We need to allow time to make room for new friendships and associations in our lives. Have you ever found yourself thinking “I don’t want any new friends, I don’t even have time for the friends I have now!”? I’ve said that, and I’ve felt it. That’s not the type of energy I want to put out in the world, but sometimes a gal gets tired!
*There is one more category, those in-between friendships. Friendships based on the past that we feel a pull to continue, not out of obligation but desire. Sometimes its nice to have a solid connection to the past, not as a place to dwell, but as a mile marker or sign post. Treasure these friends and remember to invest with your future in mind.
This is not an all-or-nothing game, but rather one of degrees. Investing heavily in a relationship may mean getting together every week for a glass of wine or movie or sending a quick photo or text when something reminds you of that person. Maintaining a more distant relationship may mean coffee every couple of months. Both are perfectly fine, as long as both parties investments align with their return on investment.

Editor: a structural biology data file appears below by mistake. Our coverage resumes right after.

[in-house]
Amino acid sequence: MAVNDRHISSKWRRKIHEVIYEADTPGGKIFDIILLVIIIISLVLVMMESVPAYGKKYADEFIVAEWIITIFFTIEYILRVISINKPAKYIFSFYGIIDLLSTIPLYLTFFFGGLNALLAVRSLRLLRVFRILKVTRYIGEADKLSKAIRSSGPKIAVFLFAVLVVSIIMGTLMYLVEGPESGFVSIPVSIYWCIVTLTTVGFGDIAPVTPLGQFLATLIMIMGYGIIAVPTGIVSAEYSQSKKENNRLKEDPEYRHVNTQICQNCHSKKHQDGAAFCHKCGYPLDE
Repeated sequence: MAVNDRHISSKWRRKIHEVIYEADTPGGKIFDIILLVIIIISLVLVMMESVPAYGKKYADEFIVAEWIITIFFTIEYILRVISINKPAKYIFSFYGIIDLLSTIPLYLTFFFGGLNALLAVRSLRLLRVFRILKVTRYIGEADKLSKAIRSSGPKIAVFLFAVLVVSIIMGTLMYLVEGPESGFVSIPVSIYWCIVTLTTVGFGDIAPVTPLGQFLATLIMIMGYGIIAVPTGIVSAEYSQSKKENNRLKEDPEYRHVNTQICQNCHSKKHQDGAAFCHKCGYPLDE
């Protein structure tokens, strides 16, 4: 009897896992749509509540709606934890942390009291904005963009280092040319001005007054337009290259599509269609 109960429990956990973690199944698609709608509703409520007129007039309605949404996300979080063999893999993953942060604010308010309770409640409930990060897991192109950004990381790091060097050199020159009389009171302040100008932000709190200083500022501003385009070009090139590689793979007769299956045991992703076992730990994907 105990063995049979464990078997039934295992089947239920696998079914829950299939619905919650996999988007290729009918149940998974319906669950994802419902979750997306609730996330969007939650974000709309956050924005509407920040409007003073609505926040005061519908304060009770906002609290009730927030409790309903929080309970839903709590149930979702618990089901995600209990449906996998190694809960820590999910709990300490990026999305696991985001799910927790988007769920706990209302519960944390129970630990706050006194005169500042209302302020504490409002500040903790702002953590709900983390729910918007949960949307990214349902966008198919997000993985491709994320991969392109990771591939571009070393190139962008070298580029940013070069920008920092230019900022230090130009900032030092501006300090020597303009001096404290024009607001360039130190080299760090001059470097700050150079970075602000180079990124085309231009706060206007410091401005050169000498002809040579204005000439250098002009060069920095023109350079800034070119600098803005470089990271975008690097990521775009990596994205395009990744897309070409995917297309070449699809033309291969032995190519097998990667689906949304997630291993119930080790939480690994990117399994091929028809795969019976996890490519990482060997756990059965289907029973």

The nebulous concept of work-life balance is often debated, but rarely understood. For some its a rather elusive goal, for some a myth. Others have gone so far as to dismiss the idea of work-life balance as a poor compromise wherein neither work nor life is done well.
The short answer: YES, work-life balance is possible, and YES, you absolutely want it! But, most importantly, work-life balance itself is not a very useful goal in and of itself!
First, we must define BALANCE within the context of lifestyle.